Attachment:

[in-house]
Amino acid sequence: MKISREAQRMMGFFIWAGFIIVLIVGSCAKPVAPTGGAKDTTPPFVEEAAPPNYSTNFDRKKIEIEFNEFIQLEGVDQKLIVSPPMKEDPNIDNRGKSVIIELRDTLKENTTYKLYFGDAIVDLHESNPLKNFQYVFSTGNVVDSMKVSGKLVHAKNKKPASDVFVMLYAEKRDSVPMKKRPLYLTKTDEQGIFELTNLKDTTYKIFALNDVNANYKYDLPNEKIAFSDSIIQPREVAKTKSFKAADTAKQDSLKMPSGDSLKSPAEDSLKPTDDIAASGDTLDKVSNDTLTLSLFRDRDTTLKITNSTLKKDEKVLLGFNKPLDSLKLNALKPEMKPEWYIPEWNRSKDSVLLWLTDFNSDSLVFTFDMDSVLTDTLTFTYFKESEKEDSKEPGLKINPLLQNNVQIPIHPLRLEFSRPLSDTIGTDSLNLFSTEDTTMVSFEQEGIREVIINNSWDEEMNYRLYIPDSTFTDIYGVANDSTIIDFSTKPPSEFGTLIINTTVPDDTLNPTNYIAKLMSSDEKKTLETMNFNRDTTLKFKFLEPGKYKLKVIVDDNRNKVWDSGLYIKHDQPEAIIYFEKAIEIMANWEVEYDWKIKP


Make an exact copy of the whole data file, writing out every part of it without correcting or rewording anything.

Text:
[in-house]
Amino acid sequence: MKISREAQRMMGFFIWAGFIIVLIVGSCAKPVAPTGGAKDTTPPFVEEAAPPNYSTNFDRKKIEIEFNEFIQLEGVDQKLIVSPPMKEDPNIDNRGKSVIIELRDTLKENTTYKLYFGDAIVDLHESNPLKNFQYVFSTGNVVDSMKVSGKLVHAKNKKPASDVFVMLYAEKRDSVPMKKRPLYLTKTDEQGIFELTNLKDTTYKIFALNDVNANYKYDLPNEKIAFSDSIIQPREVAKTKSFKAADTAKQDSLKMPSGDSLKSPAEDSLKPTDDIAASGDTLDKVSNDTLTLSLFRDRDTTLKITNSTLKKDEKVLLGFNKPLDSLKLNALKPEMKPEWYIPEWNRSKDSVLLWLTDFNSDSLVFTFDMDSVLTDTLTFTYFKESEKEDSKEPGLKINPLLQNNVQIPIHPLRLEFSRPLSDTIGTDSLNLFSTEDTTMVSFEQEGIREVIINNSWDEEMNYRLYIPDSTFTDIYGVANDSTIIDFSTKPPSEFGTLIINTTVPDDTLNPTNYIAKLMSSDEKKTLETMNFNRDTTLKFKFLEPGKYKLKVIVDDNRNKVWDSGLYIKHDQPEAIIYFEKAIEIMANWEVEYDWKIKP